We conducted a retrospective chart review of 1400 patients aged 5-18 years who were referred to a pediatric gastroenterology clinic at a tertiary care academic medical center, over a one year period from April 2003 thru March 2004.
Data abstracted from the medical record included demographic information, height, weight, blood pressure, fasting glucose, fasting insulin, fasting lipid panel (total cholesterol, low-density lipoprotein (LDL), high-density lipoprotein (HDL) and triglycerides), AST, ALT and presence of fatty infiltration of the liver as assessed by ultrasound or computed tomography (CT) scan.
Normative lab values were determined based on age and sex-specific norms as reported in the Harriet Lane Handbook, 16th edition.
Overweight was defined as a BMI in excess of the 95%ile according to CDC NCHS growth charts. BMI was calculated as weight in kilograms divided by height in meters squared (kg / m2).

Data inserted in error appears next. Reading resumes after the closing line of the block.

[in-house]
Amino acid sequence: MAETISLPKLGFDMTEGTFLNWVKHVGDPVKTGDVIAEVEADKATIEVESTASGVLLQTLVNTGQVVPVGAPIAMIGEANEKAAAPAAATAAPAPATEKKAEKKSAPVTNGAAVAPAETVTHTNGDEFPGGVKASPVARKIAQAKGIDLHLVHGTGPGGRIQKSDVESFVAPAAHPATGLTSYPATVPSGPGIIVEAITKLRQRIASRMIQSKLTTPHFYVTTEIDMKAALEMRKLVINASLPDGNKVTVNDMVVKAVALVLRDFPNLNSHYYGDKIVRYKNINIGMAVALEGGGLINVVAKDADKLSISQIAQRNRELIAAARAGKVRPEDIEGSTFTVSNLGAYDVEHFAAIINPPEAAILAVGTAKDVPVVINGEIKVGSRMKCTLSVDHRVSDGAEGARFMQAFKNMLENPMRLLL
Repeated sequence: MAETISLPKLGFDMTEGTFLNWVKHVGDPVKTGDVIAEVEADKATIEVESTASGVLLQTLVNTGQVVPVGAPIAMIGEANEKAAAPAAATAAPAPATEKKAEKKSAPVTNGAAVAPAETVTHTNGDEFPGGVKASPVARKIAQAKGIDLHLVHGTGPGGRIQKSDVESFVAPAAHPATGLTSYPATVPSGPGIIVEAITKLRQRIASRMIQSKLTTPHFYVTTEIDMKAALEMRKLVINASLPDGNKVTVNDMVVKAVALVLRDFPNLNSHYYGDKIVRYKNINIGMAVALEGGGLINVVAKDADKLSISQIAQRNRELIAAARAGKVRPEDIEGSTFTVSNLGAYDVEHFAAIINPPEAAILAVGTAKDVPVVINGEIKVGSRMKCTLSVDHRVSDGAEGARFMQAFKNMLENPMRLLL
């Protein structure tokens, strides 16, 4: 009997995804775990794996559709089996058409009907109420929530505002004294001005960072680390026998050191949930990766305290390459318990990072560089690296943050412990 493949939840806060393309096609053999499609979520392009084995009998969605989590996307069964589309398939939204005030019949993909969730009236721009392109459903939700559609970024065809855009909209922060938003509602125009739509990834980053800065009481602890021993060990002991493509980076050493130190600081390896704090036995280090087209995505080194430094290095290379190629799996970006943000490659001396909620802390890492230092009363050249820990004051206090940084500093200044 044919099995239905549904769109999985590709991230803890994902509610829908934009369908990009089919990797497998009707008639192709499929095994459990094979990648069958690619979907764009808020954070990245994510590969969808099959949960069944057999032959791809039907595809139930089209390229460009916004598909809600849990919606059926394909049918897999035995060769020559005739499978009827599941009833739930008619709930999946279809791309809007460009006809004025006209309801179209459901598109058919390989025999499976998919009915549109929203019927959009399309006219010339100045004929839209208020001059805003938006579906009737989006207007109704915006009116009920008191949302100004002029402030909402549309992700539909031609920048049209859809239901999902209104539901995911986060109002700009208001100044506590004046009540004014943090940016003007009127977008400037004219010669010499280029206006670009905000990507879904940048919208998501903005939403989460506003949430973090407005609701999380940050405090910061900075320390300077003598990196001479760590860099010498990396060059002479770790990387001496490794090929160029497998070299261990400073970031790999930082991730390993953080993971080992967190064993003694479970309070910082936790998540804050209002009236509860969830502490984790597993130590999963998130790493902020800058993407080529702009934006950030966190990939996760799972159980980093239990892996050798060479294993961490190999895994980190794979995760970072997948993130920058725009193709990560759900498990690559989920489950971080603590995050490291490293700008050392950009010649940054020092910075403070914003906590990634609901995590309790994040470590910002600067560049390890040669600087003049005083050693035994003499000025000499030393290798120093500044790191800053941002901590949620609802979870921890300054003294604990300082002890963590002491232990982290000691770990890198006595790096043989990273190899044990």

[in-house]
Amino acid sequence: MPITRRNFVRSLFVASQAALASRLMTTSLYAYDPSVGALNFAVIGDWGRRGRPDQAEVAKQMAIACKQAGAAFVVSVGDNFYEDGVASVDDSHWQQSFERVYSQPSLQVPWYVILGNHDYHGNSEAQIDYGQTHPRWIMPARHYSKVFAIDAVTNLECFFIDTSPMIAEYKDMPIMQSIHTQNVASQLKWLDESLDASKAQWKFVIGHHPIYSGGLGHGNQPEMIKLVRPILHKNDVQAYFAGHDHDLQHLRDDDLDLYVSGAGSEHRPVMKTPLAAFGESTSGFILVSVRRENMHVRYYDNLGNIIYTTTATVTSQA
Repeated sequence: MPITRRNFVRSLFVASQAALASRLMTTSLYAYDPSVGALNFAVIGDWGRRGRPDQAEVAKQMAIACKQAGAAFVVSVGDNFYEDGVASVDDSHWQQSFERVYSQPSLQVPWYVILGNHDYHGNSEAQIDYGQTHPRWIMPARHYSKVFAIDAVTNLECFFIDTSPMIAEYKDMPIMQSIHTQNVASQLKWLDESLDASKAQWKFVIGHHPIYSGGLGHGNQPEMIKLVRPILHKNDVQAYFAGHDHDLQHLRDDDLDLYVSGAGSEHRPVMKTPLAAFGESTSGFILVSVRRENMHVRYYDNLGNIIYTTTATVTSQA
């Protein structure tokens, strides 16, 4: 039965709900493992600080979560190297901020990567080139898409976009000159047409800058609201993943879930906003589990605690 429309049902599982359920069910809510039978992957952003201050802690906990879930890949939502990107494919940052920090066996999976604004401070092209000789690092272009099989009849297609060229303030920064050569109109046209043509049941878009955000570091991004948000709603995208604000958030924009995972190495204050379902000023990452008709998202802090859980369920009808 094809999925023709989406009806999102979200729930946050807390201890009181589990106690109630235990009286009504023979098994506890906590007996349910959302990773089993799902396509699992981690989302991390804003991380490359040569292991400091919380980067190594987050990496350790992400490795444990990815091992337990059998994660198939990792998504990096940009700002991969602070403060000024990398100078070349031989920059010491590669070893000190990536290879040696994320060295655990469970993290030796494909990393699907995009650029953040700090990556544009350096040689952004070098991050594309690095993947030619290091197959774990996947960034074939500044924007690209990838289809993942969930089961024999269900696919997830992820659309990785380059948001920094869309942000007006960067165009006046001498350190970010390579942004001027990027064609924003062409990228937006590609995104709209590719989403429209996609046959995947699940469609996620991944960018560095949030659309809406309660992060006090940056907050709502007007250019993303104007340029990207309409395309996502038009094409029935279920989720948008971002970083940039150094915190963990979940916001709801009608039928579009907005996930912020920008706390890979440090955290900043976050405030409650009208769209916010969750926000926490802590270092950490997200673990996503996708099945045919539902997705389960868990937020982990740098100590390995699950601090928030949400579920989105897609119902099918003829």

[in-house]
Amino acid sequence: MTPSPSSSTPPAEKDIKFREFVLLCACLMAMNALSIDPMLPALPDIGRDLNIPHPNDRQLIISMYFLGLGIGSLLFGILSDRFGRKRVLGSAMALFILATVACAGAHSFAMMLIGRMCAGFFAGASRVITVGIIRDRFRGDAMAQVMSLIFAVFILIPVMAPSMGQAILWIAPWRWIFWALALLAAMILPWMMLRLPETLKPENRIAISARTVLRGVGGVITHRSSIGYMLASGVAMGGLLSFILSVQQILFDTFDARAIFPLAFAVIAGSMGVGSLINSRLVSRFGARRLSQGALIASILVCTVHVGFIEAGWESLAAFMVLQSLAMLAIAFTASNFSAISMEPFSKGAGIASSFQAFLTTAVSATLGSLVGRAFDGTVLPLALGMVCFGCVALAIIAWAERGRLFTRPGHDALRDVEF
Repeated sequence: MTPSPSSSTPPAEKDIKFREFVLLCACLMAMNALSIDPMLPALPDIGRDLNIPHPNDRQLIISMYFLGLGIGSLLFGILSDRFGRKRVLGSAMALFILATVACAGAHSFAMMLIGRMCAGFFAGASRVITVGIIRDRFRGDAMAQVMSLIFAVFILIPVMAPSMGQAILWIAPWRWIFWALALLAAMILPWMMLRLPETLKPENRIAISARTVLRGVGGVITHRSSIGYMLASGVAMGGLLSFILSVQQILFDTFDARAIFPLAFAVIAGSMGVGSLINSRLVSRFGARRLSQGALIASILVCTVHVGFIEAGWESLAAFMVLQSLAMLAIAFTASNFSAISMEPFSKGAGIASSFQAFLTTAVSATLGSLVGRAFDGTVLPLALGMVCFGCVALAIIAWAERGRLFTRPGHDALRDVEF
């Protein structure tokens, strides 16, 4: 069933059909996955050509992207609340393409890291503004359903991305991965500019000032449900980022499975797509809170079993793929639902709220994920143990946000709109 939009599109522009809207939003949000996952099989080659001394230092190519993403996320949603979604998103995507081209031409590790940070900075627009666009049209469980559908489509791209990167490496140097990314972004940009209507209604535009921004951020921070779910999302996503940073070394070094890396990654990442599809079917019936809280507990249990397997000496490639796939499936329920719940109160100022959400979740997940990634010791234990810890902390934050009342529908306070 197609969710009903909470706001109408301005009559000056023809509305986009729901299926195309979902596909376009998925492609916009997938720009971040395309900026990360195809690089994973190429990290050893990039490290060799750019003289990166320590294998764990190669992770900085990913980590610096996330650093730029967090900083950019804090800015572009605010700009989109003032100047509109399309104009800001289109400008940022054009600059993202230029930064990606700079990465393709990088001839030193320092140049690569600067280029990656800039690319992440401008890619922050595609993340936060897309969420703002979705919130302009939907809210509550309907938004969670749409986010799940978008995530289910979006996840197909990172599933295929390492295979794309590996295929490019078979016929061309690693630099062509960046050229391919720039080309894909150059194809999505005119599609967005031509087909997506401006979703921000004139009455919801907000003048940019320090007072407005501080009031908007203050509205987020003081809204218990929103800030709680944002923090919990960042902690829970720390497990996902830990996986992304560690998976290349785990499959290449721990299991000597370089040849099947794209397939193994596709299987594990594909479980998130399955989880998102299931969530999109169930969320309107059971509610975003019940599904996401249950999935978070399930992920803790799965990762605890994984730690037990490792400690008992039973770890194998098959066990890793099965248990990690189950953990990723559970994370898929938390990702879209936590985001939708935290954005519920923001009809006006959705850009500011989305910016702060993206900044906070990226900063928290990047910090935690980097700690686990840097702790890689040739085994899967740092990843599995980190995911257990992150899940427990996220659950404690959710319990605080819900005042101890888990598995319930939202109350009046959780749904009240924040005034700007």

Criteria for inclusion were: 1) height and weight recorded for at least one visit with a BMI in excess of the 95%ile for age based on CDC NCHS growth charts, 2) at least one documented clinical or laboratory finding as outlined above 3) age between 5-18 years.
Criteria for exclusion were: 1) charts for which BMI was plotted but corresponding height or weight information was missing, 2) charts which did not include objective evidence for any of the conditions under study as outlined above, 3) children with documented syndromic obesity (n = 1, Prader-Willi syndrome).